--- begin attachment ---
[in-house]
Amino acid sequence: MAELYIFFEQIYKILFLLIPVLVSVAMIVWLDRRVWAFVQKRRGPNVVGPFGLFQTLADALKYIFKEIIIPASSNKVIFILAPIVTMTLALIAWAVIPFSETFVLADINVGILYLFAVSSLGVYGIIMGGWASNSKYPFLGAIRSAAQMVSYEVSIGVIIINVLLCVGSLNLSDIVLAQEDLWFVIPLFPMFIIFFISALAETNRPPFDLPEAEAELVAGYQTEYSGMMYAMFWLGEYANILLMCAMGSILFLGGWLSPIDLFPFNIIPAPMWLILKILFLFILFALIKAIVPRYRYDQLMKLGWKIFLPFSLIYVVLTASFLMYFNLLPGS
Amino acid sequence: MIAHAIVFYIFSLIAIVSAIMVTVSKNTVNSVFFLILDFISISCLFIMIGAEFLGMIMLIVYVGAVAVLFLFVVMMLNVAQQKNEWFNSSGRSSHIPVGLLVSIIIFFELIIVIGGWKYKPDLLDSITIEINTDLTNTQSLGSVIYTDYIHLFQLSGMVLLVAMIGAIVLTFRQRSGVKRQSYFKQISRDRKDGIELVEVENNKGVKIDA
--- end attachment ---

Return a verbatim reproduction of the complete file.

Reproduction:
[in-house]
Amino acid sequence: MAELYIFFEQIYKILFLLIPVLVSVAMIVWLDRRVWAFVQKRRGPNVVGPFGLFQTLADALKYIFKEIIIPASSNKVIFILAPIVTMTLALIAWAVIPFSETFVLADINVGILYLFAVSSLGVYGIIMGGWASNSKYPFLGAIRSAAQMVSYEVSIGVIIINVLLCVGSLNLSDIVLAQEDLWFVIPLFPMFIIFFISALAETNRPPFDLPEAEAELVAGYQTEYSGMMYAMFWLGEYANILLMCAMGSILFLGGWLSPIDLFPFNIIPAPMWLILKILFLFILFALIKAIVPRYRYDQLMKLGWKIFLPFSLIYVVLTASFLMYFNLLPGS
Amino acid sequence: MIAHAIVFYIFSLIAIVSAIMVTVSKNTVNSVFFLILDFISISCLFIMIGAEFLGMIMLIVYVGAVAVLFLFVVMMLNVAQQKNEWFNSSGRSSHIPVGLLVSIIIFFELIIVIGGWKYKPDLLDSITIEINTDLTNTQSLGSVIYTDYIHLFQLSGMVLLVAMIGAIVLTFRQRSGVKRQSYFKQISRDRKDGIELVEVENNKGVKIDA